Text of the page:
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  1. Hani Abdeen. Visualizing, Assessing and Re-Modularizing Object-Oriented Architectural Elements. Ph.D. thesis, Université de Lille, 2009.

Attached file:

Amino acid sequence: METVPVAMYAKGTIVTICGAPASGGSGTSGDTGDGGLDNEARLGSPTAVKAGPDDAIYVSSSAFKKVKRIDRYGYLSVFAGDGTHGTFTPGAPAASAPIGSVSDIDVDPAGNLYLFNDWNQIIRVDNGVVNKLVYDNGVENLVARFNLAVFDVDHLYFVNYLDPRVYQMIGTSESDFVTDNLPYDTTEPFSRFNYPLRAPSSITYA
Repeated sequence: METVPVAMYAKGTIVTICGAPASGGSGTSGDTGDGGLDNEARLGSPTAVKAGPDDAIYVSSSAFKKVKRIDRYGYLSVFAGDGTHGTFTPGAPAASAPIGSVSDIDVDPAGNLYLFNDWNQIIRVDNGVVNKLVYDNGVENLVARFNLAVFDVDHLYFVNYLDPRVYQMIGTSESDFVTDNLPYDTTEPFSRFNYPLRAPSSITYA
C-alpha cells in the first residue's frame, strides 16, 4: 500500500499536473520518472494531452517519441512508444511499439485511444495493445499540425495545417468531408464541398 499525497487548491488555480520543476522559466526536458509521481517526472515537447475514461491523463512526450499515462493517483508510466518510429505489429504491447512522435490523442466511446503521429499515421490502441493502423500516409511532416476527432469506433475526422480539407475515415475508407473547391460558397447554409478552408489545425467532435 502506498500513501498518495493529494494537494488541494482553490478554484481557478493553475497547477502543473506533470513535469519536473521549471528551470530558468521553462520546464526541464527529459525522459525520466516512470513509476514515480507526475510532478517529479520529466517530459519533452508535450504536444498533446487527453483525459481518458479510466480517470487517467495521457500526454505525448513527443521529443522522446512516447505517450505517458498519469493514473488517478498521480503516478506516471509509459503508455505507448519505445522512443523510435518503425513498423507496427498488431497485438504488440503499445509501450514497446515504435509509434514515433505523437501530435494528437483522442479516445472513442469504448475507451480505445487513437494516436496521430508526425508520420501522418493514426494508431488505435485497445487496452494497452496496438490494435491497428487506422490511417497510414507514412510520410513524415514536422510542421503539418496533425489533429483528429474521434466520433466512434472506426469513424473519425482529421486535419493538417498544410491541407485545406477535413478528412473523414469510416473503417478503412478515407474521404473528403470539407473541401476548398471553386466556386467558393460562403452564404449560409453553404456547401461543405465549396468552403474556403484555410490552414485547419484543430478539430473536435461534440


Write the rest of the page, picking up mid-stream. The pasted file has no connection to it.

To cope with the complexity of large object-oriented software systems, developers organize classes into subsystems using the concepts of module or package. Such modular structure helps software systems to evolve when facing new requirements. The organization of classes into packages and/or subsystems represents the software modularization. the software modularization usually follows interrelationships between classes. Ideally, packages should to be loosely coupled and cohesive to a certain extent. However, Studies show that as software evolves to meet requirements and environment changes, the software modularization gradually drifts and looses quality. As a consequence, the software modularization must be maintained. It is thus important to understand, to assess and to optimize the organization of packages and their relationships. Our claim is that the maintenance of large and complex software modularizations needs approaches that help in: (1) understanding package shapes and relationships; (2) assessing the quality of a modularization, as well as the quality of a single package within a given modularization; (3) optimizing the quality of an existing modularization. In this thesis, we concentrate on three research fields: software visualizations, metrics and algorithms. At first, we define two visualizations that help maintainers: (1) to understand packages structure, usage and relationships; (2) to spot patterns; and (3) to identify misplaced classes and structural anomalies. In addition to visualizations, we define a suite of metrics that help in assessing the package design quality (i.e., package cohesion and coupling). We also define metrics that assess the quality of a collection of inter-dependent packages from different view points, such as the degree of package coupling and cycles. Finally, we define a search-based algorithm that automatically reduces package coupling and cycles only by moving classes over existing packages. Our optimization approach takes explicitly into account the original class organization and package structure. It also allows maintainers to control the optimization process by specifying: (1) the maximal number of classes that may change their packages; (2) the classes that are candidate for moving and the classes that should not; (3) the packages that are candidate for restructuring and the packages that should not; and (4) the maximal number of classes that a given package can entail. The approaches presented in this thesis have been applied to real large object-oriented software systems. The results we obtained demonstrate the usefulness of our visualizations and metrics; and the effectiveness of our optimization algorithm.